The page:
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Over spending is home to roost

POSTED: January 30, 2009 2:22 p.m.
The news out of Atlanta in recent weeks has been how the state is going to deal with a shortfall in the current budget year. Lawmakers are there trying to figure that out now. State law prohibits deficit spending, so our represenatives are trying to figure out what to do. The question is why does the state have a $2 billion deficit?”
The answer is partly that our governor, wanting to have more funds to spend in this budget year, decided to use an overly optimistic estimate of revenues when preparing his state budget last year.  The legislature then appropriated expenses using those overly optimistic revenue estimates. Congress has been doing the same thing for years.
Certainly some of the current state budget situation is caused by an unexpectedly steep drop in revenues, beyond what might ordinarily occur. This is why budget forecasters are supposed to forecast revenues on the low side, and expenses on the high side. That way, if revenues do exceed forecasts, the additional income can be used to make one-time additional purchases, reduce current debt, or put the surplus in a “rainy day fund,” to be held in reserve for future need. That is the responsible approach to budgeting, in my view.
Instead, the governor decided to simply increase revenue estimates to match the desired level of expenses, and “on paper,” he had a balanced budget. The legislature then allocated the revenue before it came in. When the revenue estimates failed to materialize, the budget went into a deficit status.  This is no way to run a state.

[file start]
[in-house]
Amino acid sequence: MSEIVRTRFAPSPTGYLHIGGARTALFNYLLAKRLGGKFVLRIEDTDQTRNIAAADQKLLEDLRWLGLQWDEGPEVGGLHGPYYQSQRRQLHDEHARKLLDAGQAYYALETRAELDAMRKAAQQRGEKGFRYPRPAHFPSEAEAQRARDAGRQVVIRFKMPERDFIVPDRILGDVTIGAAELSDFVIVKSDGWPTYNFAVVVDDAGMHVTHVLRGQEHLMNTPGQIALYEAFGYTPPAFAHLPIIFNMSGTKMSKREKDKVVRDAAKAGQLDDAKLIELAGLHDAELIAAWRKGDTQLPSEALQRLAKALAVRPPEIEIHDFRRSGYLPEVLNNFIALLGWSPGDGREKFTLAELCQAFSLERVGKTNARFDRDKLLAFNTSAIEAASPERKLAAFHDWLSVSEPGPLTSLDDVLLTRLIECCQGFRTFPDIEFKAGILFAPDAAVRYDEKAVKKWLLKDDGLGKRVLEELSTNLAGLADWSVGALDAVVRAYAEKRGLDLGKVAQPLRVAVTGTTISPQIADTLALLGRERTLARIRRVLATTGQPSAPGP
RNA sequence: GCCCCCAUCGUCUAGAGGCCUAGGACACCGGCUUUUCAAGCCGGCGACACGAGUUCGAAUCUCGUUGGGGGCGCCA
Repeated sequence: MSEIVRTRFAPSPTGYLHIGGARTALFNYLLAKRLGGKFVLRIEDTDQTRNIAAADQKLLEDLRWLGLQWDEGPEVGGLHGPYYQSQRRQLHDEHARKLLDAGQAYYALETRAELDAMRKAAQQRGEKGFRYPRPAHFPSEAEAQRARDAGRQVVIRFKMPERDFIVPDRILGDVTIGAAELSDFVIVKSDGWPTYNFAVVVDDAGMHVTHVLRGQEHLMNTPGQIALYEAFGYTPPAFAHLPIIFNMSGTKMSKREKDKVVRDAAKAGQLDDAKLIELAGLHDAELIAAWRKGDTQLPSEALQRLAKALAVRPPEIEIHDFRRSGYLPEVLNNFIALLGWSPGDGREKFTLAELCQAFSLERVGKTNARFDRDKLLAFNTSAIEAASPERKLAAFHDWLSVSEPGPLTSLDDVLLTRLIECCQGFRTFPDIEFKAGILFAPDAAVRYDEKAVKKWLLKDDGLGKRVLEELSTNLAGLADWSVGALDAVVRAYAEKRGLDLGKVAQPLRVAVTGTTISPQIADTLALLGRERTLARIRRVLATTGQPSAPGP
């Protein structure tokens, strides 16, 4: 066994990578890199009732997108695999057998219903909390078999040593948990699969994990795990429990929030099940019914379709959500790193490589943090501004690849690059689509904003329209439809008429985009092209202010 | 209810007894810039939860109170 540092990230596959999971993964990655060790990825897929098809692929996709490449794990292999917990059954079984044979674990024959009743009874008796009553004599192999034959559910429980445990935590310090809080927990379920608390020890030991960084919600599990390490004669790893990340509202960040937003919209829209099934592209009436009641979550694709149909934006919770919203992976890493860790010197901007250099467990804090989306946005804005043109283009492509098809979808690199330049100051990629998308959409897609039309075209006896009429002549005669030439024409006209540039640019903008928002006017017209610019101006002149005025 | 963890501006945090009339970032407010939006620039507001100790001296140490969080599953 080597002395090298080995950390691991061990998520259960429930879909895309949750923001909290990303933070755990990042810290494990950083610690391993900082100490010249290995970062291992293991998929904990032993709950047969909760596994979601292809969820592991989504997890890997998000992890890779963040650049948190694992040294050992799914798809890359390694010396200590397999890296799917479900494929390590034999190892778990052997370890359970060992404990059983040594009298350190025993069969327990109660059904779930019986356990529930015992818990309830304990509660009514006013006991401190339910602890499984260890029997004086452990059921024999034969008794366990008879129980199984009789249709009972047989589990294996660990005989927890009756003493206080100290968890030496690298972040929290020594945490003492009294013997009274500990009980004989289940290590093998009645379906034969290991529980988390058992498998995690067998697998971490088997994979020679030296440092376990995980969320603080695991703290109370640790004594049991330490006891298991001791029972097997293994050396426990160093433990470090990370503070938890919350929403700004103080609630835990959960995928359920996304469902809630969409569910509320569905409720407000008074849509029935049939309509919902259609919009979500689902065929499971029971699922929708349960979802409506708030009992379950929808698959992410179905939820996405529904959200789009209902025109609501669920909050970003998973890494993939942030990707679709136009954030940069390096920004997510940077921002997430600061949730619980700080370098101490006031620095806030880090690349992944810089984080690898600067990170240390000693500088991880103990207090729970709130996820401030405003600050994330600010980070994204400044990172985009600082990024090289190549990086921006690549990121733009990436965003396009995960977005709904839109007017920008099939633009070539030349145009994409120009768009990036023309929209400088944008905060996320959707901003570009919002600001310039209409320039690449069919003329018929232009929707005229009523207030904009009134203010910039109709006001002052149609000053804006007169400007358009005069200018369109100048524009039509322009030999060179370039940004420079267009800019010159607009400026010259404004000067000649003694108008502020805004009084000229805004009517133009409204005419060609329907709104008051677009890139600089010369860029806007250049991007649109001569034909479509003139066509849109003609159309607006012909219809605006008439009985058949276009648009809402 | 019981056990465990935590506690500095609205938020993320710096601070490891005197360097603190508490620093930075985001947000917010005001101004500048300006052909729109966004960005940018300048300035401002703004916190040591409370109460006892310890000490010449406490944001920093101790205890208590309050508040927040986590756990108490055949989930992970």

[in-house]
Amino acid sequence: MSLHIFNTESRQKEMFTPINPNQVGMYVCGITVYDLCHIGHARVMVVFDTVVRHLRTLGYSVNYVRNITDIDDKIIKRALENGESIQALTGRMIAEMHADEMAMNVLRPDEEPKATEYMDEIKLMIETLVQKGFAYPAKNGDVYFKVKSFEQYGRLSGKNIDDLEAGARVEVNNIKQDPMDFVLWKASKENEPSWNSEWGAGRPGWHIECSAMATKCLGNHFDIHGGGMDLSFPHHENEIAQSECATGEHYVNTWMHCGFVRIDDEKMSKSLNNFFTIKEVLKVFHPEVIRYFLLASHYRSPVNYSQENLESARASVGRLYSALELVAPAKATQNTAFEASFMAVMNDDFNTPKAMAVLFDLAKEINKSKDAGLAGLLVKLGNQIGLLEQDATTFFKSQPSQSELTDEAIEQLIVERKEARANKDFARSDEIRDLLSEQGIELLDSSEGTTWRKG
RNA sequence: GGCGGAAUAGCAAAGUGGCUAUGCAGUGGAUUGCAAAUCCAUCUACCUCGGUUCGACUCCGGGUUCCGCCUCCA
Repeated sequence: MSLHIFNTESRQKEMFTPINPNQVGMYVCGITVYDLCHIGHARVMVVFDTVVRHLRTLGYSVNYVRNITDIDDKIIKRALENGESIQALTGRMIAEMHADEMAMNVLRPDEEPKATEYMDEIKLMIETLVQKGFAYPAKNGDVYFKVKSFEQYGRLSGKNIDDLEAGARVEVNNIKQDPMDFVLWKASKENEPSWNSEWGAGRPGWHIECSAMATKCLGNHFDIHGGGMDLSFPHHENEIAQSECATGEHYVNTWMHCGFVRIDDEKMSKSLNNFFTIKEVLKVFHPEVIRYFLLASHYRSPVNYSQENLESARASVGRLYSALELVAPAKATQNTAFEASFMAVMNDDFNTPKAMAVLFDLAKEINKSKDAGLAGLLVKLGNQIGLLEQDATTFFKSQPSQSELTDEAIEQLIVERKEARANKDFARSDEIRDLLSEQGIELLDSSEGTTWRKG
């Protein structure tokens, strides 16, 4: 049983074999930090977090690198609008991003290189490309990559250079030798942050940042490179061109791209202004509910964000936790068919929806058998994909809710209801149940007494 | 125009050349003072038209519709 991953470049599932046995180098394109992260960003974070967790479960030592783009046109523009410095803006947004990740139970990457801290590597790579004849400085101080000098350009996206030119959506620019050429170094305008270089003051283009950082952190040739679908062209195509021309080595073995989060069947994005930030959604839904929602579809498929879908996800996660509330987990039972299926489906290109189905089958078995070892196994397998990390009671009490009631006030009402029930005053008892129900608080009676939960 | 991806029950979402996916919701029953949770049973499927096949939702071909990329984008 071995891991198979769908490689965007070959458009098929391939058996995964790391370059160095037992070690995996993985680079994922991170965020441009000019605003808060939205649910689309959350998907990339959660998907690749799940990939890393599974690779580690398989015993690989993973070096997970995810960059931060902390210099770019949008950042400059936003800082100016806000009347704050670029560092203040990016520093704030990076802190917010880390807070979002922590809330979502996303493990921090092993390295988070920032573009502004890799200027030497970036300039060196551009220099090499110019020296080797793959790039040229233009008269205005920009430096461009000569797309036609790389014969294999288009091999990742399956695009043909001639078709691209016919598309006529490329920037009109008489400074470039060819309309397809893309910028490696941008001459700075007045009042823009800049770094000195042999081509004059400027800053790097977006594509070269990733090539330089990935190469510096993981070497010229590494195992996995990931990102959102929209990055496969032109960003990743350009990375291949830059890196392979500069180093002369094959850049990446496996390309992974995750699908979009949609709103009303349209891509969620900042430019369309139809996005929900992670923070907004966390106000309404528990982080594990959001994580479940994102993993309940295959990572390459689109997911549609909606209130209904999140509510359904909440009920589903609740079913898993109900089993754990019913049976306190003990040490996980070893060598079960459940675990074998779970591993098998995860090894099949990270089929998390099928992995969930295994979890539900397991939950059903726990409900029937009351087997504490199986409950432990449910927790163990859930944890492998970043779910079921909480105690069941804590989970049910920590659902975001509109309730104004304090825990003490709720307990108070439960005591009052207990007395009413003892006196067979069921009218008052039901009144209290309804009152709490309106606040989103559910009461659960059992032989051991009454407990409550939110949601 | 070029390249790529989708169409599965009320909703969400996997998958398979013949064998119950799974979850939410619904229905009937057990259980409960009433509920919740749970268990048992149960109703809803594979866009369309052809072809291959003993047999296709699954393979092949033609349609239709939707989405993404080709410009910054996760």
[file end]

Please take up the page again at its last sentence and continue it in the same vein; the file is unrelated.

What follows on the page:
Now the legislature has the painful task of rescinding program allocations in the middle of the budget year because revenues are insufficient, and they are required by the state constitution to have a balanced budget –– in reality, not on paper.
Our Congress is in a far worse position. Not only are “ordinary” budget numbers in a deficit, but they’ve overspent revenues for so many years, the accumulated deficits are already in the trillions. That means that a) there are no savings accounts or rainy day funds to tap to pay for any bailouts; b) the interest due on the current deficits are eating up increasingly larger percentages of future budgets, leaving less available to spend on ongoing programs; and c) interest due on any “bailout” funds borrowed to “stimulate” the economy will make it increasingly difficult for future congresses to pay for ordinary operating expenses.
What we have sown, we will reap. The U.S. government cannot file bankruptcy to wipe out its past debts, unlike individuals or corporations. The forecast on the federal side is looking increasingly bleak for years to come. And we have only ourselves to blame, by allowing Congress to do this, year after year after year.
This is why we need a balanced federal budget requirement, a presidential line-item veto, and a two-thirds vote of both houses required to overspend revenues in any budget year. Additionally, no member of Congress should get any raises in pay or benefits until they put the national budget back on sound footing.

Semmes, a Savannah native and graduate of the University of Georgia, has lived in Liberty County since 1986. He and his wife share their half-acre with four cats, a dog, and an occasional raccoon or possum. He has served on several area boards, and is a member of the Savannah Sunrise Rotary Club.
 

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